BANKS delivers vulnerable fashion, powerful vocals at 9:30 Club
Although BANKS’ new album “Goddess” has only been out for a month, nothing stopped loyal D.C. fans from snatching tickets to her sold-out show at 9:30 Club on Sept. 26.
Simple banners spelling her stage name in her signature typography graced the stage, but those simple banners didn’t do justice to the creative performance that ensued after openers Movement left the stage.
Jillian Rose Banks entered the stage as fiercely as a professional model. Her hair rested on her left shoulder, and a jacket covered what appeared to be a simple black body hugging dress. Without an introduction, she quickly strutted to the microphone and let the tune of “Alibi” drive her hips to the side and send the audience into a trance. During her fourth song, “This is What It Feels Like,” she surprised everyone and yelled “Hello D.C!” right before the climax of the tune, which made the crowd go absolutely crazy.
This strategic move paralleled her entire aesthetic: nothing was what it seemed. Much of the right side of her face was covered by her hair, which added to her mysterious aura, but her left side was left naked, almost vulnerable. Her band was composed of only a drummer, a guitarist and a keyboardist, yet the music felt like dozens of masters of their craft interacting with your body and soul.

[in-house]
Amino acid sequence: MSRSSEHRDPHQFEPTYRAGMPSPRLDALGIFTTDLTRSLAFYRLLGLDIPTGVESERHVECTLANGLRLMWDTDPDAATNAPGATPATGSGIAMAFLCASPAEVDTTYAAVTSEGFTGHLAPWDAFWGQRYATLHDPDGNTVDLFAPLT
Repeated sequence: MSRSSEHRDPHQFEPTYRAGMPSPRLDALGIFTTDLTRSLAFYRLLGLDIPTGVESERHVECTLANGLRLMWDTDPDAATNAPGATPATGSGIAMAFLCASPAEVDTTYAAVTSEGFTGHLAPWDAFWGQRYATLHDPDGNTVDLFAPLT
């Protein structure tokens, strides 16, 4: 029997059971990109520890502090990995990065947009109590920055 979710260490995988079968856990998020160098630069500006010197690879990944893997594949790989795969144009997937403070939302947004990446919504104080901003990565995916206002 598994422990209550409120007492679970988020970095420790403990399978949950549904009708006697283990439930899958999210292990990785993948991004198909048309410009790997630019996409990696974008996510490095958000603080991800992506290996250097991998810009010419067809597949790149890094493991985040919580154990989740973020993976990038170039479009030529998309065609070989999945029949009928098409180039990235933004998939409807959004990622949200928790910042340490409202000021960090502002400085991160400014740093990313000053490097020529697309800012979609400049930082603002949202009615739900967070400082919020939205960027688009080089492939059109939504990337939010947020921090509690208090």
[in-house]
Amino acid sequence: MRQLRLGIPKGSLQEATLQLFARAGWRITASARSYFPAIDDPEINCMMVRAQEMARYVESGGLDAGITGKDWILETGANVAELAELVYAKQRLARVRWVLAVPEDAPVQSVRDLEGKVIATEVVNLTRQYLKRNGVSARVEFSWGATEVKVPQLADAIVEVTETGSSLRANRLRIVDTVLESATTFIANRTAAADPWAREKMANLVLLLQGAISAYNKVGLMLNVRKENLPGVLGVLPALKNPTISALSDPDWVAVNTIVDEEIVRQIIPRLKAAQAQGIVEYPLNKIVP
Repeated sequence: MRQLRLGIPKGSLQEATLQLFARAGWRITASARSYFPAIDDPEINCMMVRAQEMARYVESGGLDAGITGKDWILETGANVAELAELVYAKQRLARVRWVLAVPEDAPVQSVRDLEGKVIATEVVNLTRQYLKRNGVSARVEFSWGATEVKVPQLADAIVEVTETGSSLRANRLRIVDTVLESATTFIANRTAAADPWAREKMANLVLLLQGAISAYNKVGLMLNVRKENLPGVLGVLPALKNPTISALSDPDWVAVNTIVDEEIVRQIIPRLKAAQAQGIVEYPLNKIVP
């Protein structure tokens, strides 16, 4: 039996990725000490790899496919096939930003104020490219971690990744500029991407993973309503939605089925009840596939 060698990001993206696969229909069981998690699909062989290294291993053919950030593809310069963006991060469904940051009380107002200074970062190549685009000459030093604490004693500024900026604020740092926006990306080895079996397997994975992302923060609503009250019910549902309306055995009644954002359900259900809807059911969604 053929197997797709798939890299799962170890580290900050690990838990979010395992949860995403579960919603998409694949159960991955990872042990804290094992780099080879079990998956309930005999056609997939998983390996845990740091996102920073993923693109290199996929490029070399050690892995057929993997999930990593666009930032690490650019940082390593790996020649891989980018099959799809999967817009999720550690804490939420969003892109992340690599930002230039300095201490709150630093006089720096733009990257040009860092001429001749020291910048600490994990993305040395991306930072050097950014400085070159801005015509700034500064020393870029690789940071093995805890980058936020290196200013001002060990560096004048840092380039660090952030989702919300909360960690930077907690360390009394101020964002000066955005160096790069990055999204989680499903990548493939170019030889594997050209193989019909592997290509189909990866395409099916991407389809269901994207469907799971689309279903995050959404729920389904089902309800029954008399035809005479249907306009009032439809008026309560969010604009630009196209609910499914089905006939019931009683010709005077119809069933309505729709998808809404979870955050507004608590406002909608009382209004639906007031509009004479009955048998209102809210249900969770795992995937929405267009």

This aesthetic includes a mix of sweet and simple ballads like “Someone New” and fiery songs about women being celestial beings like “Goddess.” BANKS perfectly combined the energy from both aspects of her album as she pointed her fingers and circled her hands to the more bold songs, even occasionally allowing the audience to finish the lyrics, which had no trouble doing so given that almost everyone was already screaming the songs at the top of their lungs.
What BANKS offered live was an experience to see how the songs she writes make her feel. During “Brain,” her hips swayed side-to-side, her feet stomped the stage left to right and she got down low and pointed to specific people singing, “I can see you struggling / Boy, don’t hurt your brain.”
Throughout the night, most of the crowd consisted of bodies almost involuntarily reacting to the beat and to BANKS’ attractive and infectious voice. What interrupted a continuous trance engulfed by her music was her stunning, slowed-down cover of Trey Songz’ “Na Na,” which took the audience by surprise.
Once her set was over, nobody left in hopes of an encore, and she delivered when she came back and performed “Stick,” sending the crowd into screeches.
BANKS fans entered the 9:30 Club expecting a concert, but what she delivered was an experience and a new-found appreciation for live music that might change how her fans listen to her album afterwards.